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This week, as a result of violent extremism, the world mourns the tragic loss of life in Paris and Beirut. In light of these brutal attacks, it is more critical than ever that the world not turn against refugees fleeing the same types of violence and extremism at home.

In Paris, nearly 70 years ago, another historic event took place. At the end of World War II, and with thoughts of addressing future refugee crises, the global community came together to approve the Universal Declaration of Human Rights. Amongst other things, the declaration established asylum for refugees escaping persecution as a basic human right and had a profound effect on subsequent binding international human rights treaties and covenants.

Now, with the worst international refugee crisis since World War II, it is increasingly important that we not turn our backs on those turning to us for help.

Whether it is Central American mothers and children fleeing drug gangs, police corruption, and rampant gender-based violence, or Syrian families escaping widespread civil war and violence, it is the duty of the United States to provide a place of refuge.

Unfortunately, the U.S. practice of detaining refugees who cross the southern border continues to negatively impact women and children fleeing gender-based violence. We urge the U.S. to end family detention and embrace vulnerable families seeking protection in line with our recent position paper, “Righting the Wrong: Why Detention of Asylum Seeking Mothers and Children in America Must End Now.”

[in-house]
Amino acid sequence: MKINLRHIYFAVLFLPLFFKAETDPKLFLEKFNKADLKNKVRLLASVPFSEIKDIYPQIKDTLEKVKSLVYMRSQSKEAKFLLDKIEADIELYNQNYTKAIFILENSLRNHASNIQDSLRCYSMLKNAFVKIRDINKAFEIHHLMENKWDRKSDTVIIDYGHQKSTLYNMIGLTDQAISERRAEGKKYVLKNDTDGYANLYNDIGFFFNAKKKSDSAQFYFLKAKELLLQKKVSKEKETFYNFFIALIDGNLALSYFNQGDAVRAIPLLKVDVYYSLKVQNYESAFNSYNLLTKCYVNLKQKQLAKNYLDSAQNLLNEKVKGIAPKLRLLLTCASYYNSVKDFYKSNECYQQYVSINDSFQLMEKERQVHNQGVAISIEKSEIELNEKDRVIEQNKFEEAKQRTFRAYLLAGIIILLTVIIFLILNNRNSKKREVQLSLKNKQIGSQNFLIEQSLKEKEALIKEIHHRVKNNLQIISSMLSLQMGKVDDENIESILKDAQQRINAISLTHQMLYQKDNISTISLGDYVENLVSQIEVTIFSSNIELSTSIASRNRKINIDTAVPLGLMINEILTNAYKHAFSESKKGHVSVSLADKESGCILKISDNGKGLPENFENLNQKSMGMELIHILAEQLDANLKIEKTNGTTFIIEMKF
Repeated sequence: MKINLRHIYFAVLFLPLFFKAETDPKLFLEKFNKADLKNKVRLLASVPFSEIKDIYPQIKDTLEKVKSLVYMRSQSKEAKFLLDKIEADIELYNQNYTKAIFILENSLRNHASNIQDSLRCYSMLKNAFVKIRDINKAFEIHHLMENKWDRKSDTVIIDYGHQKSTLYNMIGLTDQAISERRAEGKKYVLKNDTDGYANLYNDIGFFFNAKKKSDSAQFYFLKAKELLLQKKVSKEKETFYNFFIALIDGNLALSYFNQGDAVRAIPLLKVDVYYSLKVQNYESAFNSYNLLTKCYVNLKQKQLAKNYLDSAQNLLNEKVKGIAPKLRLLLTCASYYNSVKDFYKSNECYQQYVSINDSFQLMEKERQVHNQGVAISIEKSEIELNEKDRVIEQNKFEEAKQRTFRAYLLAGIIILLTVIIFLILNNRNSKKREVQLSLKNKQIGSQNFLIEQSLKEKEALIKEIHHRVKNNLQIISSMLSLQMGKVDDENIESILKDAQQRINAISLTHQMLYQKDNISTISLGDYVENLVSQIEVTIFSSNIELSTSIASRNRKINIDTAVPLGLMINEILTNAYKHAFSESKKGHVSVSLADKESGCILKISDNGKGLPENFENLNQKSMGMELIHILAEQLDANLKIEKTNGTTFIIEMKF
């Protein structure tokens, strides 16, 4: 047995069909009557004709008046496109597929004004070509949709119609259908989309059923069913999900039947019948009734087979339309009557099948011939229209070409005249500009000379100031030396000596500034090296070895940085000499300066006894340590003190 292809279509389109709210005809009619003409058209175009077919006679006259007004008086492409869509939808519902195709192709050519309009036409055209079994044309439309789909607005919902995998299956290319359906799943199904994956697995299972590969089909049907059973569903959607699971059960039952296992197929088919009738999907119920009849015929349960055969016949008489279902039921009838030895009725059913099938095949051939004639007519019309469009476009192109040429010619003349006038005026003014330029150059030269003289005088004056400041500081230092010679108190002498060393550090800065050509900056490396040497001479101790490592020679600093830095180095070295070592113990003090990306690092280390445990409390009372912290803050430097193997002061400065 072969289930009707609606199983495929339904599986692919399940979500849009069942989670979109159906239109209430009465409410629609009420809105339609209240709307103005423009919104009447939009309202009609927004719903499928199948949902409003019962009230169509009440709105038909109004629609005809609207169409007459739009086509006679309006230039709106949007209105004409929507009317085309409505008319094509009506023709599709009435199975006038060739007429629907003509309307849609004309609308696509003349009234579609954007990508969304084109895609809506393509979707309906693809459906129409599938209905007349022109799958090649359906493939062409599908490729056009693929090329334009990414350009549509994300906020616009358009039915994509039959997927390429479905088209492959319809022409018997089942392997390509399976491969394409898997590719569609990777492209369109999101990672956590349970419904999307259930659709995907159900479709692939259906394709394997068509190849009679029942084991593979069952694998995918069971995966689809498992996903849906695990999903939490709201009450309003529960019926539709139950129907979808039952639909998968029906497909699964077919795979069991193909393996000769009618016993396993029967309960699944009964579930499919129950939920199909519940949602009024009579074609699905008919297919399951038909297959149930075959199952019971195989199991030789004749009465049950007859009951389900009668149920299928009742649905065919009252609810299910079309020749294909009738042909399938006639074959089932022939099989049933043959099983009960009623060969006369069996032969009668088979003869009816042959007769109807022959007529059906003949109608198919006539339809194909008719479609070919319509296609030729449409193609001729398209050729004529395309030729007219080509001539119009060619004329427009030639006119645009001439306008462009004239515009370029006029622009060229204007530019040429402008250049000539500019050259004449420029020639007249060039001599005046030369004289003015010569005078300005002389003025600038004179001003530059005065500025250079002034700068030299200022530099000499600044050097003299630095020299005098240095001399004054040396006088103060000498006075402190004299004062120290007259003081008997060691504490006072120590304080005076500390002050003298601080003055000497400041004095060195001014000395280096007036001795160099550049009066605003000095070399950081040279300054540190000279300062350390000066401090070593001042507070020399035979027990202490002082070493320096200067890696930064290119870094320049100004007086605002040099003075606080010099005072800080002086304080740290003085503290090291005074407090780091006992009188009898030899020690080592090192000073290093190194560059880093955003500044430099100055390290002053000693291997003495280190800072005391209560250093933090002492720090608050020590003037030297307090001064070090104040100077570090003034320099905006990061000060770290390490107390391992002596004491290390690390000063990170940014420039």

Our report has three primary recommendations:

      1. End Family Detention Now: The detention of families, many of whom are survivors of domestic and sexual violence, is unjust and immoral. Even short term detention has been found to have severe and long-lasting harm on mothers and children. The nation’s two primary family detention centers are run by private prison companies, which are increasing in market share at the expense of the physical and mental well-being of detained women and children.
      2. Discontinue Expedited Removal for Arriving Mothers with Children: Rather than forcing traumatized mothers to exhaustively retell their entire history of sexual and domestic violence to a chain of border and immigration agents, officials at the border should send mothers with children directly to a judge to determine eligibility for asylum. This will save time, money, and further trauma.
      3. Fund NGOs to Offer Comprehensive Orientation and Community Based Support to All Mothers and Children: Rather than keeping mothers and children in the prison-like settings of detention centers, NGOs should be funded to provide comprehensive and holistic community based support to these families. The expertise of NGOs will not only aid families in receiving the most effective medical and mental health care, but will also improve their court hearing attendance rates.

Please take action now to protect refugees when they need it most!

Do Something!

Send this tweet today: Dear @DHSgov and @WhiteHouse, I stand in solidarity with refugees fleeing violence: #RefugeesWelcome, #EndFamilyDetention!